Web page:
Earlier this spring I attended the CASE Editor’s Form to present on magazine cover design. Along with the dine-arounds and peer presentations the magazine exchange is an enlightening experience. It is the one time a year where dozens of alumni magazines are together in one room. Comparisons are inevitable. The good news is the overall quality of publication design has improved since the first Editor’s Forum I attended just three years ago. The bad news is that many are starting to look the same.
Alumni magazines are unique. Unlike consumer or B-to-B magazines that are focused on a topic for a specific audience, alumni magazines represent a place and its culture. The culture is the brand and should inform the visual identity. When developing a design for an alumni magazine, design firms should visually represent the school’s culture and not their own style of publication design. A magazine for a small liberal arts college in the northeast should not look like that of a large public university on the west coast.
With access to millions of images and collections called boards, Pinterest has become the de facto form of research for many designers. While it is important to stay on top of trends, creating mood boards from other design solutions leads to an end result that looks like something that already exists. This is not research. Research is about visiting a place, speaking with members of the community, understanding what is unique and listening to stories. The outcome from the discovery should guide the look and feel, not something that already exists in a portfolio.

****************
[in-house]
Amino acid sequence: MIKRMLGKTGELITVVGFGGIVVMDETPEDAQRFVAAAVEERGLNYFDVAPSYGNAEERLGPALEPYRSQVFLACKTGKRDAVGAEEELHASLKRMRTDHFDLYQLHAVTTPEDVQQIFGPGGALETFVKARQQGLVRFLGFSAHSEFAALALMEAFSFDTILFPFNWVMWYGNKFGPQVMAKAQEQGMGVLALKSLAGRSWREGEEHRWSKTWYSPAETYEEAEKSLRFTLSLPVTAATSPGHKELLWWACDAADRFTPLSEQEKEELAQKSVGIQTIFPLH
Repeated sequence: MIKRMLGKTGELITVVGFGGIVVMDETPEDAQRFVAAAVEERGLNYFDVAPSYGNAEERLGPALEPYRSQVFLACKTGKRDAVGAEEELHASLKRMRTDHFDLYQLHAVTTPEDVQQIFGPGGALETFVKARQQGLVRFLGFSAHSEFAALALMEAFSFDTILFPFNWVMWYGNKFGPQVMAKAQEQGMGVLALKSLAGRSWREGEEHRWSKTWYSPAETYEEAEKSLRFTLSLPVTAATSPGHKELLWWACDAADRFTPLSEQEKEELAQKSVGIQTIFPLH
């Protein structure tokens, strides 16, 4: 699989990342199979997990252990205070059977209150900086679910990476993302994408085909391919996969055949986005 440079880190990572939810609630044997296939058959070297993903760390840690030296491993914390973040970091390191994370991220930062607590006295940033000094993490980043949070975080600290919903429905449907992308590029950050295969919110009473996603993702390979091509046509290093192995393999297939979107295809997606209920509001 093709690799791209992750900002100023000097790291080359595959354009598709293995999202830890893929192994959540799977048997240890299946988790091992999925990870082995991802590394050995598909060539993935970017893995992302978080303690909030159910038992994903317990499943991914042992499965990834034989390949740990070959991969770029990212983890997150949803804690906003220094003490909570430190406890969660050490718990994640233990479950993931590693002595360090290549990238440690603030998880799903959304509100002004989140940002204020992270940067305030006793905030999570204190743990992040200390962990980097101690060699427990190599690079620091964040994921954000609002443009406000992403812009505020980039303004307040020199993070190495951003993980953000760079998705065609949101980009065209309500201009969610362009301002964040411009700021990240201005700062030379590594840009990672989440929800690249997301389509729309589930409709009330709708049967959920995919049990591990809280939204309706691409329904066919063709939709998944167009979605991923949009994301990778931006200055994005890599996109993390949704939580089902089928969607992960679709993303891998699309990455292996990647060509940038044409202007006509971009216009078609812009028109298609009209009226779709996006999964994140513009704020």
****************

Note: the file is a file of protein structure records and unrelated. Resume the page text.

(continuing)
It is easier and in many ways more comforting to point to the way a publication has already used type, color, or imagery say “I want something like that.” By pushing beyond the surface and be driven by research and strategy the outcome will be something that speaks to a school’s unique culture. This process is a collaborative one with the school’s key stakeholders ensuring that the culture has been appropriately represented.